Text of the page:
It was a nearly four-hour afternoon flight from Gatwick to Agadir. With a window seat I had splendid views of:

the Spanish Pyrenees (I presume),
the High Atlas (I presume) in Morocco,
polytunnels (growing our tomatoes?) as we were descending,
and general landscape as we came in to land. Almost certainly these are argan trees, (more of those later)

It was late by the time we arrived at our ecolodge, but a welcoming meal awaited us.

Breakfast was always at 8.00, and we were out at 9.00. Here we are on the Sunday morning, 8th March, at our introductory briefing from Philip Precey, from Wildlife Travel, as big James Lowen, BBC Wildlife contributor, looks on reflectfully. Apart from these two leaders, there were ten of us, plus Mohamed, our excellent driver and sometimes guide.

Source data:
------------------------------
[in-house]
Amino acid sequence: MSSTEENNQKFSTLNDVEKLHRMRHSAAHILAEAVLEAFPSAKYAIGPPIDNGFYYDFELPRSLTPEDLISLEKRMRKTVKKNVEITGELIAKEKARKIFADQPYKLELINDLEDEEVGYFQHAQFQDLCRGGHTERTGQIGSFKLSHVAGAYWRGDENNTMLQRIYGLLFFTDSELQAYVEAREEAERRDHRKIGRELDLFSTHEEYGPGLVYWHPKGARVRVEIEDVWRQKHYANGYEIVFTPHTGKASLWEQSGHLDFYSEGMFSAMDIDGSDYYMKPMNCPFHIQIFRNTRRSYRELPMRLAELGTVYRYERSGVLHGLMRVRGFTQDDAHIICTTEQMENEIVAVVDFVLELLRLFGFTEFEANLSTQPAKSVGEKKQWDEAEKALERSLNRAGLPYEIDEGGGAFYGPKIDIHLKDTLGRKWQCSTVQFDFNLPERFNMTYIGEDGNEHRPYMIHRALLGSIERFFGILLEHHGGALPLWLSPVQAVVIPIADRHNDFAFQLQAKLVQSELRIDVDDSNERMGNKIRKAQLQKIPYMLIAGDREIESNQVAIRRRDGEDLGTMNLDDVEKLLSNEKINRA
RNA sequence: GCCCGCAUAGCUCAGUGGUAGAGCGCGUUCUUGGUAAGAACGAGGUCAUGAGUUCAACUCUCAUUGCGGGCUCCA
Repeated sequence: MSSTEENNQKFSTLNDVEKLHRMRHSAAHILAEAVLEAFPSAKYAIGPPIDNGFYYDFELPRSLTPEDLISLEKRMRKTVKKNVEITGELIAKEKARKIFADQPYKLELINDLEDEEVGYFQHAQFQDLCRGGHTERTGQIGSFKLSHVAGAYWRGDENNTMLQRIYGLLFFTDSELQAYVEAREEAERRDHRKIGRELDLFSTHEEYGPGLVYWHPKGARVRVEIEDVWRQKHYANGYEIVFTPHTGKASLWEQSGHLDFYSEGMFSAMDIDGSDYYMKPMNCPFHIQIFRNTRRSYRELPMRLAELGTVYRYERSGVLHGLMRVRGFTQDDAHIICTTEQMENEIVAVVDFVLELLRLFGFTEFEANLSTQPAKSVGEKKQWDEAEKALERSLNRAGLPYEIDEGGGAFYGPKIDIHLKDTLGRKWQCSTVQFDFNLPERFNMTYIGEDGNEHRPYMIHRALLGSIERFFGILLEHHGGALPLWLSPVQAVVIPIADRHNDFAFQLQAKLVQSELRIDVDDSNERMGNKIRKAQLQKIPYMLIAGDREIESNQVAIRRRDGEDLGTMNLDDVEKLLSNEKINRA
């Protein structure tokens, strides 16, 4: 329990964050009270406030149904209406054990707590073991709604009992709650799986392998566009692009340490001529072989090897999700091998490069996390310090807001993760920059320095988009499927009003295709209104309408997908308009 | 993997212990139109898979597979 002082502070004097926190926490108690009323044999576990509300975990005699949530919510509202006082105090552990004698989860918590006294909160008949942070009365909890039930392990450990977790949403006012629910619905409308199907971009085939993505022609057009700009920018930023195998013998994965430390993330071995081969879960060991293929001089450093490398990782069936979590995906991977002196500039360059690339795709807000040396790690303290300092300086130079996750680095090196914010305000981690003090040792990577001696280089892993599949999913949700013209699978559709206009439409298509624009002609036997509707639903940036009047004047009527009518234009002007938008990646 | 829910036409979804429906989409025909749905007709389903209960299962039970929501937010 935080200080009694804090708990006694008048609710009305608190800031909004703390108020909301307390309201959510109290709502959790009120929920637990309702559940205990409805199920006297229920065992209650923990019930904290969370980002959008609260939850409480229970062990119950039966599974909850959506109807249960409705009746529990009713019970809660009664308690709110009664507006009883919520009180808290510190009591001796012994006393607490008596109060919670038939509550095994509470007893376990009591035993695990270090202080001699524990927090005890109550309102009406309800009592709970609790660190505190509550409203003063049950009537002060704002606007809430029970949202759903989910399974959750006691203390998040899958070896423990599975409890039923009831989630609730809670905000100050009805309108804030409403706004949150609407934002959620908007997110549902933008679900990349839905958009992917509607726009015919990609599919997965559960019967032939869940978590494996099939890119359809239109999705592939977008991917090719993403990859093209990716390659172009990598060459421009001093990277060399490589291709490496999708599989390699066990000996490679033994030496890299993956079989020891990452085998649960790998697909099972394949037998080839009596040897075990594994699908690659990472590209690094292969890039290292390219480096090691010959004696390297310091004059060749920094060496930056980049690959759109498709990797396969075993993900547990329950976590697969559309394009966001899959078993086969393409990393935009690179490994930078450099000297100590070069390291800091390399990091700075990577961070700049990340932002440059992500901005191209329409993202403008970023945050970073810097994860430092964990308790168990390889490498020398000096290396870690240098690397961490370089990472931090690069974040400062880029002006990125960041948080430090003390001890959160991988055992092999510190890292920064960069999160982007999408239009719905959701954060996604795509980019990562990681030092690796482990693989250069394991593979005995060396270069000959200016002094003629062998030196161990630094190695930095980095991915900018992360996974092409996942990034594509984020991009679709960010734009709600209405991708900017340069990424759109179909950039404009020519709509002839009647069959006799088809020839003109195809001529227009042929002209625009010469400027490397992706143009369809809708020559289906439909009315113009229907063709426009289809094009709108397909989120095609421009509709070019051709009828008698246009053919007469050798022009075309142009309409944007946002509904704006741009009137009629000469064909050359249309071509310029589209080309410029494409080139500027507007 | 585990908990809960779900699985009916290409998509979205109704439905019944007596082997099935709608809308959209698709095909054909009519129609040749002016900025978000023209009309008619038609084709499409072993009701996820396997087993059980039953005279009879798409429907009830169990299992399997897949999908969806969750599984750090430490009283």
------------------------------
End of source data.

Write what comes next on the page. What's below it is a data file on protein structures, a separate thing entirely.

(To help my future memory, the others here are Jill, Nick, Prue, David and Helen. Alison, Don, Pat and Keith not visible.)

Outside, Philip introduced us to the Argan tree, a staple of Moroccan life, and providing employment for women in co-operatives, as they make argan oil, and products for cooking and beauty from it.

We get our first proper view of the ecolodge where we are staying, the Atlas Kasbah.

Here are the inner gates, with the name of the ecolodge written in Arabic:

and Berber, the language and tribe most widespread in Morocco.

We started walking down to the main gates.

Part of the water purification system
James was our moth expert/fanatic. This is an Amata Mogadorensis
Argan tree

We set off for a local walk, looking back at our kasbah.